This was the whole process of the industrial revolution, with looms and farms being automated. Automation never created the dystopia you guys claim.

    The key difference, of course, was all this automation took place in a economic environment with little immigration and no outsourcing. A displaced American farmer probably needed to go one county over to work for the tractor maker. He did not face labor barrier mobility, like being unable to move to India.

    The problem today is immigration and offshore-outsourcing creating labor supply shocks that the economy can’t handle.

    I also don’t entirely buy your peak oil theory, since resource prices are politically determined.

    map

    February 24, 2013 at EDT pm

    • Imagine this scenario: I have a few square miles of land. I have a dome over it so that I can control the atmosphere and keep out contaminants. On my land I have some greenhouses and chicken factories that are fully automated. They produce more than enough food for me with no effort on my part. My waste is fed back into the system. I have medical robots to treat my illnesses, robot soldiers to protect me from invaders, repair robots to fix things that break, etc… everything that I need is under my dome. I don’t need anyone or anything to survive. There are a few million of us living like this under domes. We socialize, marry, raise families, etc…. we have a complete society where no human has to work.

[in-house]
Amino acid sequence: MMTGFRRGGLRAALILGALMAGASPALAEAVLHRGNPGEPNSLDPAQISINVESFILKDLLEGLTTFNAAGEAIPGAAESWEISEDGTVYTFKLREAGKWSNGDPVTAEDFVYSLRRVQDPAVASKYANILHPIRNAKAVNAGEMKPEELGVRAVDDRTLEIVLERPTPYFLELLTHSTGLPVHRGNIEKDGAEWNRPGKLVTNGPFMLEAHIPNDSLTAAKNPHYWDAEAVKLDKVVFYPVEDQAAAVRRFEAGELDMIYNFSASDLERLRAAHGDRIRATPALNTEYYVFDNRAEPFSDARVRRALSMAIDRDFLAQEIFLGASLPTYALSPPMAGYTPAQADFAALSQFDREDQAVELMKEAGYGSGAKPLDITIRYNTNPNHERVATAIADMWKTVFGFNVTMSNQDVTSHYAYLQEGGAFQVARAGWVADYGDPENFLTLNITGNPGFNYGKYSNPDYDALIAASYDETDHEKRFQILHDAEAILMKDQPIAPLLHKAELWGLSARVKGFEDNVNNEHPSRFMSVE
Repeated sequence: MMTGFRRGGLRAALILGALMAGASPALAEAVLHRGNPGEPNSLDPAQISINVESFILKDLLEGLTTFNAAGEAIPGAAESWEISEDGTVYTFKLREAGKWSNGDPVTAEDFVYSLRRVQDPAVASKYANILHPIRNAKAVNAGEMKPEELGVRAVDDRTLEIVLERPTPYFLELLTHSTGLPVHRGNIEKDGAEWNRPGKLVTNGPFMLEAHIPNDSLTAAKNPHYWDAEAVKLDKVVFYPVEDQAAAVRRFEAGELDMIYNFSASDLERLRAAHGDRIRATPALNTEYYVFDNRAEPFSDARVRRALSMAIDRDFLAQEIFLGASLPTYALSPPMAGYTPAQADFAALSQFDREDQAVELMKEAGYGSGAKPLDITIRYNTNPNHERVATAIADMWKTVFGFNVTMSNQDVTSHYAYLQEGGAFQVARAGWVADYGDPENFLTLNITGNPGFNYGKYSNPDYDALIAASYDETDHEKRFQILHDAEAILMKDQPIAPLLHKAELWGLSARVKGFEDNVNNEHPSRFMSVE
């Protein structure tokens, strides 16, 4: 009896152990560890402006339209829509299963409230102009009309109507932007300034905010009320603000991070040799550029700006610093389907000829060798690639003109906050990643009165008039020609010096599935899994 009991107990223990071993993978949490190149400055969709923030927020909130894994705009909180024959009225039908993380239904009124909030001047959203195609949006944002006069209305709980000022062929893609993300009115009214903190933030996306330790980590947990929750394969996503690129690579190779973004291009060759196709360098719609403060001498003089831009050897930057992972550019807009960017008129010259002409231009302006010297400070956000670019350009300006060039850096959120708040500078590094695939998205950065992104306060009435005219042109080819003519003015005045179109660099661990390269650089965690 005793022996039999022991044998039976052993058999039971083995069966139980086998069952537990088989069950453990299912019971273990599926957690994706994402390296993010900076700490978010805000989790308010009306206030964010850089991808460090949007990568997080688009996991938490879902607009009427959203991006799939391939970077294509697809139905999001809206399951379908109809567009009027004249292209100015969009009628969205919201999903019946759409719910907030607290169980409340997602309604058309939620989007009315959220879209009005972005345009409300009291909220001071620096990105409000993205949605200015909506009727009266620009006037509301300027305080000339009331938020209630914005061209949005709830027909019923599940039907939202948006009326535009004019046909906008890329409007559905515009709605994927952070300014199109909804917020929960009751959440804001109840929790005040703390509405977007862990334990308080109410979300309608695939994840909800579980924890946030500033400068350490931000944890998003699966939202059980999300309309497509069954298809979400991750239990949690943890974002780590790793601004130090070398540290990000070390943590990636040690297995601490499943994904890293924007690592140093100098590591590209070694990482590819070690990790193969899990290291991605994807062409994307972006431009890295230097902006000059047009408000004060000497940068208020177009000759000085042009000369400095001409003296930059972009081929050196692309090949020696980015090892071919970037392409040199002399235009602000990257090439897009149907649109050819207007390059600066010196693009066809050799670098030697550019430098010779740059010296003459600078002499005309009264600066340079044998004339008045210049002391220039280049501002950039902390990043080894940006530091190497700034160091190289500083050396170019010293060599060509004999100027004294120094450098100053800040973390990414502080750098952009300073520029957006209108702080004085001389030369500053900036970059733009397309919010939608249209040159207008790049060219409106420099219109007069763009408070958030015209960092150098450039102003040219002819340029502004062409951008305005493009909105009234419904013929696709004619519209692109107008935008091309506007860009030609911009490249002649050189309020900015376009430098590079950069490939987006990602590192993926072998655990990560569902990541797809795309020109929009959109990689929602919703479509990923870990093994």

Why exactly should I hire you? You’re just some surface-dwelling scum, not an enlightened dome-dweller. Your labor is worthless to me and my kind. Oh and by the way, our domes cover most of the earth. When we build a new dome you can’t resist us seizing the land because you do not have an army of robotic soldiers. Your kind are getting pushed into smaller and smaller areas. Eventually your kind is exterminated.